wood paneling, large appliance, metal furniture, paper film and
foil, plastic parts, miscellaneous metal parts coatings and light
autobody and truck assembly coatings, flexible packaging,
lithographic and letterpress printing materials, fiberglass boat
manufacturing materials, and operations that are exclusively
covered by Department of Defense military technical data and
performed by a Department of Defense contractor and/or on site at
installations owned and/or operated by the United States Armed
Forces. (2) Operators of industrial solvent cleaning that emit 15
pounds of VOCs or more per day from industrial solvent cleaning
operations, shall reduce VOC emissions from the use, handling,
storage, and disposal of cleaning solvents and shop towels by
implementing the following work practices: (a) Covering open containers; and (b) Storing used applicators and shop towels in closed
fire proof containers, and (c) Limiting VOC emissions by either: (i) Using solvents (excluding water and solvents exempt
from the definition of volatile organic compounds found in
R307-101-2) with a VOC limit in Table 1; or (ii) Installing an emission control system designed to
have an overall capture and control efficiency of at least
Solvent Cleaning VOC Limits
Solvent Cleaning Category VOC Limit (lb/gal)
Coatings, adhesives and ink manufacturing 4.2
Electronic parts and components 4.2
General miscellaneous cleaning 2.5
Medical devices and pharmaceutical
Tools, equipment and machinery 6.7
General surface cleaning 5.0
Screening printing operations 4.2
Semiconductor tools, maintenance and equipment
R307-335-8. Add-on Emission Control Systems Operations.
(1) Determination of overall capture and control
efficiency shall be determined using EPA approved methods, as
follows. (a) The capture efficiency of a VOC emission control
system's VOC collection device shall be determined according
to EPA's "Guidelines for Determining Capture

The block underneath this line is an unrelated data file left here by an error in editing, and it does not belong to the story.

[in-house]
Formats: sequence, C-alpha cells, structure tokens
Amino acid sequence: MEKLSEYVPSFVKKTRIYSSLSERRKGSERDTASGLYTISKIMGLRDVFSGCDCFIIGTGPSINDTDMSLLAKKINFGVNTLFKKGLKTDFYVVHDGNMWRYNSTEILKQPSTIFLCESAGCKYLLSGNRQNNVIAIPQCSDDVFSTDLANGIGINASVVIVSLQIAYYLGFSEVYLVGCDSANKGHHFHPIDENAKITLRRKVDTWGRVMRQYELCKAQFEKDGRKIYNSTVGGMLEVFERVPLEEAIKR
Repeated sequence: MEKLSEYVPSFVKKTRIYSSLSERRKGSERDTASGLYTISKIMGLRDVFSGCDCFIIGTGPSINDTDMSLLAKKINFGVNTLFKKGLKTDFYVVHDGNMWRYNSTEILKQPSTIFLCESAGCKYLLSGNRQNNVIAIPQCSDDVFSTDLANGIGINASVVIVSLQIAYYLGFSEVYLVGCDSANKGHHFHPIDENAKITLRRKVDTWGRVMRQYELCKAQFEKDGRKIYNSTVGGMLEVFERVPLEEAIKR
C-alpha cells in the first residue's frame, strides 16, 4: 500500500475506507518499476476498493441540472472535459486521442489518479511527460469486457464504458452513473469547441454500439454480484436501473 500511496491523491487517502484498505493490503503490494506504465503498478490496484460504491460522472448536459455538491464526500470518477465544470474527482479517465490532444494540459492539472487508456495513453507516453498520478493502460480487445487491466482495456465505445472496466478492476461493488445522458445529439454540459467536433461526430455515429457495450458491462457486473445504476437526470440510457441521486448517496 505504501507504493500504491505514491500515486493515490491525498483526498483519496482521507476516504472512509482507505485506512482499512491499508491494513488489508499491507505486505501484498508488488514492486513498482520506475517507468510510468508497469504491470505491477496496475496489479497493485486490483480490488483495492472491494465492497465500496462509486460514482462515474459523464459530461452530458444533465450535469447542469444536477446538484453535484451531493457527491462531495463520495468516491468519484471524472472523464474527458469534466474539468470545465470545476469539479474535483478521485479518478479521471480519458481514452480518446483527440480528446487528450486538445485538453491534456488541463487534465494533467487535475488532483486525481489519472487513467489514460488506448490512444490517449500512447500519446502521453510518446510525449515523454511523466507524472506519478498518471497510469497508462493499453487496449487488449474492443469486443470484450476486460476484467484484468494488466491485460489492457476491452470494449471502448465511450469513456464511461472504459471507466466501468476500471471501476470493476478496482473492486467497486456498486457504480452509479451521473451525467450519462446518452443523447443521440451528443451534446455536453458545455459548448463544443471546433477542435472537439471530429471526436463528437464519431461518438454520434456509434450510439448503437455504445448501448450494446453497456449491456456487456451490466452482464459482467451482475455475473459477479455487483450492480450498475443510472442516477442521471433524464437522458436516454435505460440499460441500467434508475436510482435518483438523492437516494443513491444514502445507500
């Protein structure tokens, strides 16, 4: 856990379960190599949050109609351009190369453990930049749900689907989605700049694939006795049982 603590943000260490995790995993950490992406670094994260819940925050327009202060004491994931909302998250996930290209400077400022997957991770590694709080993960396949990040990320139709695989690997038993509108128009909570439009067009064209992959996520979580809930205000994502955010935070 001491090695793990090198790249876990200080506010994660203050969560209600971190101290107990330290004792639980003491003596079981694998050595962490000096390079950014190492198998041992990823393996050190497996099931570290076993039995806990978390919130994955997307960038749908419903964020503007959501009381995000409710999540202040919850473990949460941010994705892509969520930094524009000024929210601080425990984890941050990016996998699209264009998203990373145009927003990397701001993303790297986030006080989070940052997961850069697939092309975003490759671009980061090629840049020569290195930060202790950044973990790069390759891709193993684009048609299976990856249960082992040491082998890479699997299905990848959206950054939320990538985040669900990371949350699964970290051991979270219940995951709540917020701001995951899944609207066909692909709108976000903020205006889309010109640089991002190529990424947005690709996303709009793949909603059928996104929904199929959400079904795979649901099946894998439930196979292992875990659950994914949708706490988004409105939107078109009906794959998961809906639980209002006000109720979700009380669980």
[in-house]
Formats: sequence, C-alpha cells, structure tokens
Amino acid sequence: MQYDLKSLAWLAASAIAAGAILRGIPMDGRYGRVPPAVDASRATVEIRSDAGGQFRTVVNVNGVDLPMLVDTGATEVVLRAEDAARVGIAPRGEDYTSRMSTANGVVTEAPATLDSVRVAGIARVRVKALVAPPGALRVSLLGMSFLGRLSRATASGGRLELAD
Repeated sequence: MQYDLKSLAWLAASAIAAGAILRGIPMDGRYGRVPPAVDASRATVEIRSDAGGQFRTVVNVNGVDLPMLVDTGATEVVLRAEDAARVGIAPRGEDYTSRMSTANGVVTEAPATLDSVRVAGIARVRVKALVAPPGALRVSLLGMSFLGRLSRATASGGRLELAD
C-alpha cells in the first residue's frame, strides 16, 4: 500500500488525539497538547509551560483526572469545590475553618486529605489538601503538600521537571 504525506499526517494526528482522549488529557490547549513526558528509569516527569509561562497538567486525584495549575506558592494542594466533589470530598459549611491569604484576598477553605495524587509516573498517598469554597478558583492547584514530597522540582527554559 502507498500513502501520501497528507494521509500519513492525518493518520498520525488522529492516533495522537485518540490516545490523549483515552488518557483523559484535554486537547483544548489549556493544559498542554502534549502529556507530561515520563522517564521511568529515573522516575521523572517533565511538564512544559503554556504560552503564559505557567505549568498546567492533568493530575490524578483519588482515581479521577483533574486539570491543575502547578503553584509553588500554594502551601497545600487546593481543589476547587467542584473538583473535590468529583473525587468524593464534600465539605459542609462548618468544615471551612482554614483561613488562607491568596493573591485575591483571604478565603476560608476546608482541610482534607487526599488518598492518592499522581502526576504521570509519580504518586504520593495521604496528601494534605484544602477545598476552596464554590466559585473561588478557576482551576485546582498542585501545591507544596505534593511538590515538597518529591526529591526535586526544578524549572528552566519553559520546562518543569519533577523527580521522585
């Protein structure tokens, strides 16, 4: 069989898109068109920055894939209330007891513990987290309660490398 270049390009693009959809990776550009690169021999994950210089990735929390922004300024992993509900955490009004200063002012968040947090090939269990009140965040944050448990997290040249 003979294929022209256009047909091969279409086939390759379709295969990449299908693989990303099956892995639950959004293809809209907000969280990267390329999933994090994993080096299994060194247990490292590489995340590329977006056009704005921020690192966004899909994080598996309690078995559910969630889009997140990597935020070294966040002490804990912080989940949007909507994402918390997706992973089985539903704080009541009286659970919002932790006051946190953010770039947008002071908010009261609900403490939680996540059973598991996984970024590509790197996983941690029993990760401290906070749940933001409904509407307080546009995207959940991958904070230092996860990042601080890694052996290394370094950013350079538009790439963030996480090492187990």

Efficiency," January 9, 1995 and 40 CFR Part 51, Appendix M,
Methods 204-204F, as applicable. (b) The control efficiency of a VOC emission control
system's VOC control device shall be determined using test
methods in Appendices A-1, A-6, and A-7 to 40 CFR Part 60, for
measuring flow rates, total gaseous organic concentrations, or
emissions of exempt compounds, as applicable. (c) An alternative test method may be substituted for the
preceding test methods after review and approval by the EPA
Administrator. (2) The owner or operator of a control system shall
provide documentation that the emission control system will
attain the requirements of R307-335-7(2)(c)(ii). (3) The owner or operator shall maintain records of key
system parameters necessary to ensure compliance with R307-335-7.
Key system parameters may include, but are not limited to,
temperature, pressure and flow rates. Operator inspection
schedule, monitoring, recordkeeping, and key parameters shall be
in accordance with the manufacturer's recommendations, and as
required to demonstrate operations are providing continuous
emission reduction from the source during all periods that the
operations cause emissions from the source. (4) The owner or operator shall maintain for a minimum of
two years records of operating and maintenance sufficient to
demonstrate that the equipment is being operated and maintained in
accordance with the manufacturer recommendations.]
The owner or operator shall maintain, for
a minimum of two years,
of the solvent VOC content applied and the physical
characteristics that] demonstrate compliance with R307-335[ -7(2)].
KEY: air pollution, degreasing[
, solvent cleaning
Date of Enactment or Last Substantive Amendment: [
December 1, 2014]
Notice of Continuation: January 27, 2017
Authorizing, and Implemented or Interpreted Law: 19-2-104(1)(a)
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For questions regarding the content or application of this rule, please contact Ryan Stephens at the above address, by phone at 801-536-4419, by FAX at 801-536-0085, or by Internet E-mail at email@example.com. For questions about the rulemaking process, please contact the Office of Administrative Rules.